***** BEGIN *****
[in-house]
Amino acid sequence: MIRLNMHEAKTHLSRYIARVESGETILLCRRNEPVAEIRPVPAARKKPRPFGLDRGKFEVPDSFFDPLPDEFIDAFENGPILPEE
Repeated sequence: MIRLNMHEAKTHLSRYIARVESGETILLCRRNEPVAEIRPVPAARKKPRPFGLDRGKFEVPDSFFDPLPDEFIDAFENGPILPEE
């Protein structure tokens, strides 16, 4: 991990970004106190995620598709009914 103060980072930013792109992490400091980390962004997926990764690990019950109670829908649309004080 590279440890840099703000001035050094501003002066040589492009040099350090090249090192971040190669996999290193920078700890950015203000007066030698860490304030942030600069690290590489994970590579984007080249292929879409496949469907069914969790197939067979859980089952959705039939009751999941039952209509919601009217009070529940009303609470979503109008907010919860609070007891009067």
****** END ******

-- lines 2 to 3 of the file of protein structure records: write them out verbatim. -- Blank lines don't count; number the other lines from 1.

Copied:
Amino acid sequence: MIRLNMHEAKTHLSRYIARVESGETILLCRRNEPVAEIRPVPAARKKPRPFGLDRGKFEVPDSFFDPLPDEFIDAFENGPILPEE
Repeated sequence: MIRLNMHEAKTHLSRYIARVESGETILLCRRNEPVAEIRPVPAARKKPRPFGLDRGKFEVPDSFFDPLPDEFIDAFENGPILPEE